Non contentious forced change detracts nothing from your case as a candidate and the advice that follows on planned change will often apply to you.
2 - Normal career improvement
In this most common scenario you already know
that you can take on a tougher job with more reward within your sector. You are aware that your employer has dragged its feet on salary and bonus issues and that other companies offer more. You know how rare or common are the positions you could coherently apply for and you have a good idea how your skills and experience will make a match.
All that remains to be planned is to get your timing right, to start networking your contacts and scanning the job adverts, possibly to begin approaching agencies or headhunters.
What you need is a superb CV and a coherent letter that explains what you are trying to achieve. These should be prepared long before you hear those magic words ‘send in your CV’ and you should be thinking throughout your campaign about how you are positioning yourself in the marketplace.
I have written a series of articles on these topics here at CV Masterclass.
3 - Major career change
If you are wanting to completely change your occupation, possibly returning to the marketplace after motherhood, a period abroad or service in HM Forces, perhaps just finishing some continuing education designed to improve your career prospects - then the full power of your initiative should be coming into play.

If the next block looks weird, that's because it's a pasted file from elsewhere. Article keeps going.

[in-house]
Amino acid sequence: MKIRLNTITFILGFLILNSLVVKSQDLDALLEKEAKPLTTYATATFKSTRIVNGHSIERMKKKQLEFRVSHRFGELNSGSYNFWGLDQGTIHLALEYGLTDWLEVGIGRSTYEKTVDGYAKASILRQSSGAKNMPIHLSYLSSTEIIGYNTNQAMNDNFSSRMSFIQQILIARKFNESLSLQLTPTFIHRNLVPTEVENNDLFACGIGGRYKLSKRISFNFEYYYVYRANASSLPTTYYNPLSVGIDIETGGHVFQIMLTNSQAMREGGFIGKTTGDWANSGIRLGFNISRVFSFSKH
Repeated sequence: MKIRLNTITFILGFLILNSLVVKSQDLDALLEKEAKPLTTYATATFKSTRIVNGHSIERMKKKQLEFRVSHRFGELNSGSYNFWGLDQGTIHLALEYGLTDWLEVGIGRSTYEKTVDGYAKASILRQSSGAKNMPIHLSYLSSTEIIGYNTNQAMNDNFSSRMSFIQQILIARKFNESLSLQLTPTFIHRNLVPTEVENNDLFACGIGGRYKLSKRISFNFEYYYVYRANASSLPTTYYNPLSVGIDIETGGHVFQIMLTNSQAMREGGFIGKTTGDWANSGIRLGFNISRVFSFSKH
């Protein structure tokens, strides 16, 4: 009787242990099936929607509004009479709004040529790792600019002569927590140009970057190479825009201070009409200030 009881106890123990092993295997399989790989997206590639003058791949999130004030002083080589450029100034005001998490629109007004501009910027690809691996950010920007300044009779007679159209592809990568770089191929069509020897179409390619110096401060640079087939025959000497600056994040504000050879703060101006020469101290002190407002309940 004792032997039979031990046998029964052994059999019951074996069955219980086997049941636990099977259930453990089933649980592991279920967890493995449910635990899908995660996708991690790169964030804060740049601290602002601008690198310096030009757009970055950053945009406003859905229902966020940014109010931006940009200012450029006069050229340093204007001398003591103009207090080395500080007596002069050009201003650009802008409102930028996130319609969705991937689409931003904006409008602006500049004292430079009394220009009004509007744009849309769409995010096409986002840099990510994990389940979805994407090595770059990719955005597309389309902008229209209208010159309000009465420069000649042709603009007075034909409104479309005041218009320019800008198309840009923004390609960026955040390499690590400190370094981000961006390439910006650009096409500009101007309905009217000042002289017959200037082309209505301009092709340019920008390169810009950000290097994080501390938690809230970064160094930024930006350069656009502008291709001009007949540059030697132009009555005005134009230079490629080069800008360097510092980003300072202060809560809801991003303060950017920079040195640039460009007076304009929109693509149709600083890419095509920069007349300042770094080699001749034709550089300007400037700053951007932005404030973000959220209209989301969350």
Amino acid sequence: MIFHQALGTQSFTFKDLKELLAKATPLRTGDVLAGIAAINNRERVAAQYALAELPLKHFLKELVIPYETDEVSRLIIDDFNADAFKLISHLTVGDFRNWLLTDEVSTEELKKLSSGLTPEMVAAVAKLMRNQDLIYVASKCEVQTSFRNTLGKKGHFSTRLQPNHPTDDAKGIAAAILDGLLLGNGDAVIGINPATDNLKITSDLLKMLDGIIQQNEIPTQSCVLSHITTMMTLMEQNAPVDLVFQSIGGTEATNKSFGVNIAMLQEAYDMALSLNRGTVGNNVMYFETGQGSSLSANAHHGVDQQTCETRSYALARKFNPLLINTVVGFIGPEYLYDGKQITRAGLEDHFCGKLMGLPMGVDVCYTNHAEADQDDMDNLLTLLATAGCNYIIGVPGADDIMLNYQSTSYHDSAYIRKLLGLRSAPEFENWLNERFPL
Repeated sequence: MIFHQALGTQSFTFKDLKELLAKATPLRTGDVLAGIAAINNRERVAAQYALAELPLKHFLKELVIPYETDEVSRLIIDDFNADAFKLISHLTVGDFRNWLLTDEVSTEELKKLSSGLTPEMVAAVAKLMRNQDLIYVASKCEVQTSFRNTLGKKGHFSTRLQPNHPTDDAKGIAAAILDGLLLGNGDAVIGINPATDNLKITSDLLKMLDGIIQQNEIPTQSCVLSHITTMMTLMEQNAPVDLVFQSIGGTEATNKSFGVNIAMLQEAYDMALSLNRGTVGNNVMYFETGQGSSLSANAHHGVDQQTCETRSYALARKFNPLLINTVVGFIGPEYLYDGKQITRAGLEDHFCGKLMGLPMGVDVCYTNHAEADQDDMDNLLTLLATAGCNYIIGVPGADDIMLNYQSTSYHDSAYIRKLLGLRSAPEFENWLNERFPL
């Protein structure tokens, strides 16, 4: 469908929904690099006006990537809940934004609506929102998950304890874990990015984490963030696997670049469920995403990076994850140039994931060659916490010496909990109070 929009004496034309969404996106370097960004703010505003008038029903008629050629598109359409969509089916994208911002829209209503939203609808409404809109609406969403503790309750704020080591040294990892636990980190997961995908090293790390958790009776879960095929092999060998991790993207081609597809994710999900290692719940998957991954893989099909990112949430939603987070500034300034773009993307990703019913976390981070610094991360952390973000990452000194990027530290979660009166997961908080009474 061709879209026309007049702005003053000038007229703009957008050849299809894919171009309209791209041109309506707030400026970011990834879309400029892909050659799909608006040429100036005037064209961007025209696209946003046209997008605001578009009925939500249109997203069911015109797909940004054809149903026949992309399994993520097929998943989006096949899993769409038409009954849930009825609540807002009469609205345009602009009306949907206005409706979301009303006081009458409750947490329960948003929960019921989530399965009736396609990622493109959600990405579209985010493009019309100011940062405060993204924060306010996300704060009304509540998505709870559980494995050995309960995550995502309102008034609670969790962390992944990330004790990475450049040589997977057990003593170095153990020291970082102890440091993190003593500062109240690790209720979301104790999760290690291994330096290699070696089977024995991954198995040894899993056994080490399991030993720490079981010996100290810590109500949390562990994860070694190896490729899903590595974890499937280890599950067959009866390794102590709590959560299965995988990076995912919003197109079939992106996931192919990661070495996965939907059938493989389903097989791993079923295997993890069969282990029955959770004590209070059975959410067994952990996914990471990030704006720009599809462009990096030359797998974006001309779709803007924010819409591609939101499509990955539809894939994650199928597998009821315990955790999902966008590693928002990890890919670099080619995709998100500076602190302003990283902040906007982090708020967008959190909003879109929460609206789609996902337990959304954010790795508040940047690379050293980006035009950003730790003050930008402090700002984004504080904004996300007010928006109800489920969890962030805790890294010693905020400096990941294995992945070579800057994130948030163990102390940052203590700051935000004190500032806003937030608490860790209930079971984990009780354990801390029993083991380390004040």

These changes are no longer easy because every occupation, every technology, every sector and every functionality has become more specialised than it was ten years ago
. It is not true that managing a military unit will automatically be seen as relevant to managing a commercial enterprise, even if you have just finished an MBA. These transitions are possible, but they are not for the lazy.
Here are some pointers:
- People who get the job know about the job: whatever change you are contemplating it is absolutely vital to study in detail the methods, concepts, industry players, buzzwords, employee specifications and attitudes that prevail; there is lots of general information available but it would also work to start talking to those with first-hand experience; the greater the fluency of your knowledge the more convincing you sound as a potential colleague.
- Good applications are totally relevant: your CV needs to lean into your projected future, not dwell in your glorious past; by necessity it must place emphasis on skills and experience that are transferable and will actually match your new type of role; hoping that people will welcome your genius and pay to re-train you belongs to yesterday and the day before; these days you turn up with a full toolkit, talking the right language and ready to contribute immediately.